Perspective is one of the hardest traits to come by on Wall Street when traders are yelling, stocks are flying, and everyone is making money. But Roy Neuberger, one of the most successful and savvy stock traders of all times, has perspective. He has been trading stocks without a losing year since 1929, and he sees a lot of parallels between the current state of the market and the 1960-61 period.
In 1961, says Mr. Neuberger, the principal in the brokerage firm of Neuberger & Berman, the Dow Jones industrial average was at its highest price-to-earnings multiple ever, selling at 20 times earnings. At the same time, glamour stocks were selling at 70 times earnings. International Business Machines was selling at over $600 per share, with a market valuation of the company's net worth of $ 40 billion.
Then, in May and June of 1962, the market turned down with a vengeance. The Dow fell 29 percent. Although this was far short of the 1929-32 debacle and not as bad as 1973-74 would be, it still was a major move. Today, Mr. Neuberger says, this would be the Equivalent of the Dow's falling 300 points. IBM still hasn't regained the market valuation of that time; it is now valued at about $37 billion.
Today, Mr. Neuberger believes there are some parallel comparisons, since some of Wall Street's favorites are also selling at high valuations. For example, he points out that Schlumberger Ltd., an oil service company, is selling at $108 per share and 26 times earnings, a valuation of $21 billion. Even if the earnings go up over the next five years, which he expects them to do, the company still is not worth that much, he contends. Its current tangible book value is $30 a share. Schlumberger's business, he agrees, is growing, but its product is not essential: "We will not eat their product," he states.
Just so that no one gets the wrong impression, it's worth noting that Mr. Neuberger is also in the process of developing a "short position" in Schlumberger. As of Friday, he was over 14,000 shares, or $1.5 million, short. A short position means that an individual borrows the shares of a company, then sells them in the hopes of buying them back later a lower price and returning them. Mr. Neuberger is also developing a short position in Fluor Corporation, the large engineering firm, which is selling at 23 times earnings.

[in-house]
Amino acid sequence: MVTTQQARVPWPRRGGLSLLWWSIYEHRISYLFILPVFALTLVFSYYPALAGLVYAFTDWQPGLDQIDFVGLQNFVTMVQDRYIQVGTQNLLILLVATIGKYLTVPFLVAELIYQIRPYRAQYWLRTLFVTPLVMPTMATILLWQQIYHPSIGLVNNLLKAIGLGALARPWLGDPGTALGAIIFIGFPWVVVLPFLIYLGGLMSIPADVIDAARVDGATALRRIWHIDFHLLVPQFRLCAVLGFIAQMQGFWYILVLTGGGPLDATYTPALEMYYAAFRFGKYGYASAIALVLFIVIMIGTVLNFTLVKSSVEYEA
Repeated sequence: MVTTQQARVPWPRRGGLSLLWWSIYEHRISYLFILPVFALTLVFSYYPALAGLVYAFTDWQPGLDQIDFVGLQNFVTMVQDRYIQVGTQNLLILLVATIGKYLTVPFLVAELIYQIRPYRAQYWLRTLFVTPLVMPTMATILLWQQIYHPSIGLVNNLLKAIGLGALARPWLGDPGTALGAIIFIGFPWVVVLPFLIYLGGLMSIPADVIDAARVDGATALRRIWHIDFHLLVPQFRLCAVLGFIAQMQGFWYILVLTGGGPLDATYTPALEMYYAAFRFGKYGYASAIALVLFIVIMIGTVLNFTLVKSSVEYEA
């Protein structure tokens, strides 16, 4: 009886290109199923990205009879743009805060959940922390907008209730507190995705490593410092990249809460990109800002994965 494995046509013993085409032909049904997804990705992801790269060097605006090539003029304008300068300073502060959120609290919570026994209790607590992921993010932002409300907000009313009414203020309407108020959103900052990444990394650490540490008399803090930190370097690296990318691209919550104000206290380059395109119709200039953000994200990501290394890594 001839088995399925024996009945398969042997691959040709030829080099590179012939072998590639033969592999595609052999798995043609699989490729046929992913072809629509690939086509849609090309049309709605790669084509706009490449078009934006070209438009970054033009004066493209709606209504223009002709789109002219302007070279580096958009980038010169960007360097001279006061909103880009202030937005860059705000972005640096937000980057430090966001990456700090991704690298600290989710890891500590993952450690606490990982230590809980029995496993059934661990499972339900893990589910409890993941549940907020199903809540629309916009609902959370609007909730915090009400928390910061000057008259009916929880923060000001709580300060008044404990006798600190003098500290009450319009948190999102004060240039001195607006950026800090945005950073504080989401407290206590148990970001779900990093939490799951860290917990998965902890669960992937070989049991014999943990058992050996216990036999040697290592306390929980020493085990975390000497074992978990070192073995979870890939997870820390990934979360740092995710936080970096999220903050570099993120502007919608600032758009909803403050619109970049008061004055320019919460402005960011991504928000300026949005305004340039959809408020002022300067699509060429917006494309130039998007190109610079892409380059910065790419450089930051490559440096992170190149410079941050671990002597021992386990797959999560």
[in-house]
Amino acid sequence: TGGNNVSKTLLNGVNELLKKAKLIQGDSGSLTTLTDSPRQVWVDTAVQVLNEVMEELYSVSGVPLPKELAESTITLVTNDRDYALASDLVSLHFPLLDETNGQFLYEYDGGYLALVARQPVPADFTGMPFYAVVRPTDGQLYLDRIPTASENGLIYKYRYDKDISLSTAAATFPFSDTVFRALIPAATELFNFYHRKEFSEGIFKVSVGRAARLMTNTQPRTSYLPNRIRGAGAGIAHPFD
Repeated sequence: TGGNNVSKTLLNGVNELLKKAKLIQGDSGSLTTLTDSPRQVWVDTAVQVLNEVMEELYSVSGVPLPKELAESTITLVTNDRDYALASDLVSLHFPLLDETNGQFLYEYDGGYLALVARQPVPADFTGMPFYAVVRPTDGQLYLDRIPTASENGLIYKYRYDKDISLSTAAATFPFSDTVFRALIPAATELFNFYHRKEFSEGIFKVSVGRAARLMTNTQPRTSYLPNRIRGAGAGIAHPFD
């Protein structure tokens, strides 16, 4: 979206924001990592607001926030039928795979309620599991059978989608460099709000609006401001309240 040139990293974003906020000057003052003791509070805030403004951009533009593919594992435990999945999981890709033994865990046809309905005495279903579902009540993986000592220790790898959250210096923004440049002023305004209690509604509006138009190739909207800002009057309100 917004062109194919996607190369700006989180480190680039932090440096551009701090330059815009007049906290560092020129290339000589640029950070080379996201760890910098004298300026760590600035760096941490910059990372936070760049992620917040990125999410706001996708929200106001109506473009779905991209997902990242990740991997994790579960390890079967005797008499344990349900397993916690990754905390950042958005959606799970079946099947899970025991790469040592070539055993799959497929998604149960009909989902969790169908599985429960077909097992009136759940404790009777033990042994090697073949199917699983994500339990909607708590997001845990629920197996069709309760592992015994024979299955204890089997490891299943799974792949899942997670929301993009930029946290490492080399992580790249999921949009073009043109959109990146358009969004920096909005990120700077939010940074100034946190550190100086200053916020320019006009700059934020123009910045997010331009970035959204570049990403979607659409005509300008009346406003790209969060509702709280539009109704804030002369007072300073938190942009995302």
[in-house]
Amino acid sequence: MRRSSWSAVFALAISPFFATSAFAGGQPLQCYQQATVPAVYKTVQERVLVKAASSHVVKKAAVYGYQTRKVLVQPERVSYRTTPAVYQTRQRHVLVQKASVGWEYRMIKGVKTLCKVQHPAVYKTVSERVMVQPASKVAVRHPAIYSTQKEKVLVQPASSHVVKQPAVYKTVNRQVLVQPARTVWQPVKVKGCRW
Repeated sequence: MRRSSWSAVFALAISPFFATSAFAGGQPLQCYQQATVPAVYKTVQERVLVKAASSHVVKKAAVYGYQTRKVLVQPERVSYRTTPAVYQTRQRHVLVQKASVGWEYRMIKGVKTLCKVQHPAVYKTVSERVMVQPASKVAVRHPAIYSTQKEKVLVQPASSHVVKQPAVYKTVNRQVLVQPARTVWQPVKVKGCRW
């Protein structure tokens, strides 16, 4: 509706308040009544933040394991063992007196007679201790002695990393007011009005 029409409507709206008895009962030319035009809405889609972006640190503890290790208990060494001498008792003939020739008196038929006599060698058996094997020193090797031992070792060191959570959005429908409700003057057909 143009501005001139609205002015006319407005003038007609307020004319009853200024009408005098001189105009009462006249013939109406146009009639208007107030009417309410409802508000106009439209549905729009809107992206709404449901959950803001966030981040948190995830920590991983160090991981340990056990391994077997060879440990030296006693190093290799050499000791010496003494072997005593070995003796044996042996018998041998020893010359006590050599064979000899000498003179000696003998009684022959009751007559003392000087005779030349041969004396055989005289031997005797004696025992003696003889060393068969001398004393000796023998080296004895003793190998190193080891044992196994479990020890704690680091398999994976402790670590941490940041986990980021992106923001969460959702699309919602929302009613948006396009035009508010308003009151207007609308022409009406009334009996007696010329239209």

During other periods of speculation on Wall Street, Mr. Neuberger has profited handsomely from his perspective and short- selling tactics. In 1929, for example, he shorted RCA stock at $100 per share and later bought it back at per share and later bought it back at $40 per share. In Fact, Mr. Neuberger believes he has shorted enough stocks so that he could earn the tittle of "the great short seller," a crown that has been bestowed on the late Jesse Livermore.
Mr. Neuberger is not entirely pessimistic. He maintains that many companies are "soberly" valued, including Texaco, the big oil company. Texaco, he notes, is selling at only five times its current earnings and is still a good buy, even if the company has overvalued its gas reserves. Texaco has recently been extremely active, trading over 1 million shares last Thursday.
Despite many of the modest stock valuations around, Mr. Neuberger also has some hesitation about considering the 1980s a boom period for the stock market. His concerns are (1) the failure to decrease the inflation rate; (2) the seriousness of the Mideast war, even though it is localized at present; (3) some concern about the election next month, since a large portion of the population is going to be unhappy no matter who wins; and (4) the continued erosion of the purchasing power and net worth of the middle class as a result of the inflation rate. Otherwise, he concludes on a philosophical note, "I'm ultimately an optimist."
"Where are the customer's yachts?" asked Eddie Kantor, the late comedian.
Judging from the earnings reports from the brokerage community, we will have no trouble finding the broker's yachts: Just look for the biggest ones. Many of the major houses reported earnings increases that made even the oil companies look like pikers. Shearson Loeb Rhoades Inc., for example, reported third-quarter profits of $2.24 a share, compared with $1.10 a share in 1979, and a pretax operating margin of 24 percent, compared with 15 percent in 1979. At E. F. Hutton Group Inc., earnings rose by 64 percent, and at First Boston Inc., earnings doubled. First Boston also had a spectacular second quarter, with earnings rising by 655 percent, as the company's bond portfolio surged in value. Merrill Lynch, the dominant force on Wall Street, also rang up substantial earnings gains, reporting profits up 34 percent. Although both Goldman Sachs and Salomon Brothers are privately held, rumors at the institutional investors bond conference last week indicated that both those brokers had spectacular quarters, too. If the gains keep up, Christmas bonuses could be hefty.
Behind the big gains were heavy trading volumes, favorable bond markets, and profitable diversification moves.
Henry Kaufman, the senior economist and partner at a Salomon Brothers, is developing a kanck for "party pooping." Mr. Kaufman, speaking at the institutional investors conference, said double-digit rates on long-term corporate bonds should be around for the foreseeable future, since inflation will likewise be around. No matter who is elected president, he told the traders, the same problems will persist, and neither party will make a dent in solving them. With the Dow up 20 points for the week as he spoke, edging closer to the 1,000 mark, investors reading Mr. KAufman's remarks on the broad tape decided to take their profits. As a result, the market and the Dow both tumbled , losing most of their gains. At the end of the week, the Dow Jones industrial average had gained 5.38 points, closing at 956.06. Volume was extremely heavy.